When Fighting is Glimpsed From a Different Perspective

Graham, Patrick
September 2004
Nieman Reports;Fall2004, Vol. 58 Issue 3, p66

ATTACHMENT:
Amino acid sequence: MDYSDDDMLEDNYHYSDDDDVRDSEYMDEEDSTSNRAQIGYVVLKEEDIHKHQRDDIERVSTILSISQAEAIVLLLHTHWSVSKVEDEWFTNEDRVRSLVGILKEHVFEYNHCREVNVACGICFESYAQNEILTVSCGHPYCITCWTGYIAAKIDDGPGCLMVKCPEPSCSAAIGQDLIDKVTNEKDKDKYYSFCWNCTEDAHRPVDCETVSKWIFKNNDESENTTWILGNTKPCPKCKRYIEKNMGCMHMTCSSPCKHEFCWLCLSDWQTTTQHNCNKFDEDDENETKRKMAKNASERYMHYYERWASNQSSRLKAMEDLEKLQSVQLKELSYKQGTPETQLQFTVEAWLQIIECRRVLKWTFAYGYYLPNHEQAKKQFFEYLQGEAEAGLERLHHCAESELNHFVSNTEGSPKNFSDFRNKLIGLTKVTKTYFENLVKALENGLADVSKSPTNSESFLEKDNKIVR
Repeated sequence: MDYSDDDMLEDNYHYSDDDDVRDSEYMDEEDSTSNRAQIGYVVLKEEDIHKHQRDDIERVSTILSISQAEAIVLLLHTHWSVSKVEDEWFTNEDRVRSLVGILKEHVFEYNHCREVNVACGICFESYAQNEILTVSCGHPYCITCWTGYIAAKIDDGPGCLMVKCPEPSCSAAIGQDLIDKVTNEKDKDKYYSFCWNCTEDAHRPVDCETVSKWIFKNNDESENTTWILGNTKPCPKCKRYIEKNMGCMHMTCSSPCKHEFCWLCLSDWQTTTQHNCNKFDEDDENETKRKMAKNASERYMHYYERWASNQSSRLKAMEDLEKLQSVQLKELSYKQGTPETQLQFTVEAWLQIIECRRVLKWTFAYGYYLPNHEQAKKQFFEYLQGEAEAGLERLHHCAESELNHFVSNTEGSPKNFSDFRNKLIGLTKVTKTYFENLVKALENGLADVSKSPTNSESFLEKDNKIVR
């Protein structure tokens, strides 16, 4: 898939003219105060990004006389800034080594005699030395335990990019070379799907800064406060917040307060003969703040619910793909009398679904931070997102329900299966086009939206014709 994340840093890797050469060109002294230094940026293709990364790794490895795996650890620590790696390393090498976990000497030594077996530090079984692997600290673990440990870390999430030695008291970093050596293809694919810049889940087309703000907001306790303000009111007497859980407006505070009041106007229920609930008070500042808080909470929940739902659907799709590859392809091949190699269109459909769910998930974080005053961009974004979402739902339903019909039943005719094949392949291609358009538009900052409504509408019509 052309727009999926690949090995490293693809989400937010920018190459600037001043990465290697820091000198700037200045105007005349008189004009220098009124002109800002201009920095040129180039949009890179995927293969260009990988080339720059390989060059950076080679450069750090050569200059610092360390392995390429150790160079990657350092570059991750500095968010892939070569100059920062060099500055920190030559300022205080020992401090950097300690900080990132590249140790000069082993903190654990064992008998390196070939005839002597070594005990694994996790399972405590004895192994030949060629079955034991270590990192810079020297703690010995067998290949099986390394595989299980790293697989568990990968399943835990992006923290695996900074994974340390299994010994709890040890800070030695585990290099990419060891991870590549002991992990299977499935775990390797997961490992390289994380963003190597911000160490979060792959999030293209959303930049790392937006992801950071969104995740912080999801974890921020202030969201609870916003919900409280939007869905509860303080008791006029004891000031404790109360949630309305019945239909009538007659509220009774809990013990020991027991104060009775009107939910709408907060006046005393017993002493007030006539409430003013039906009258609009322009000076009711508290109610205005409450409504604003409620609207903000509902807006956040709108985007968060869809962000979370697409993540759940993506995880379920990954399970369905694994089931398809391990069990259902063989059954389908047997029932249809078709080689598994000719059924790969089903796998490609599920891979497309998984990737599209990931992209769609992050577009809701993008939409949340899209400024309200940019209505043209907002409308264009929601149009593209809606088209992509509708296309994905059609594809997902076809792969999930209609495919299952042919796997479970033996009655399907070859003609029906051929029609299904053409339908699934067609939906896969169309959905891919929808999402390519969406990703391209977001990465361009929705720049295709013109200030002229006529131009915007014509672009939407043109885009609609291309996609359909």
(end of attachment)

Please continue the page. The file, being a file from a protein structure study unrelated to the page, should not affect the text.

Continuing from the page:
This article presents the author's views on reporting on the 2003 Iraqi war. Reporting in Iraq following the invasion was like walking into a fog bank after leaving a dark room--it seemed brighter than before, but when your eyes adjusted you were still stuck in the gloom. Everybody had a different view of what happened under Saddam Hussein, what was happening under the U.S., and what would happen next. Without an agreed upon history, it was hard to come up with a cogent sense about what is going on. Few American reporters, with the notable exception of The Washington Post's Anthony Shadid, spoke Arabic. The rest of us were unlikely to have a candid discussion with an Iraqi while an interpreter listened. It took months before people trusted you enough to tell you what was going on and have you trust what they said or, at least, understand where they were coming from. If Mohammed had not spoken English, I doubt that I would have had access to what some of the people fighting U.S. troops were actually thinking--and even this limited understanding involved hundreds of hours of hanging out, driving around, or sitting in people's houses. There were a number of other problems for journalists who wanted to write about the resistance, which people in this area of Iraq call the mukawama. Another problem about researching the resistance was checking the facts of what you were being told.


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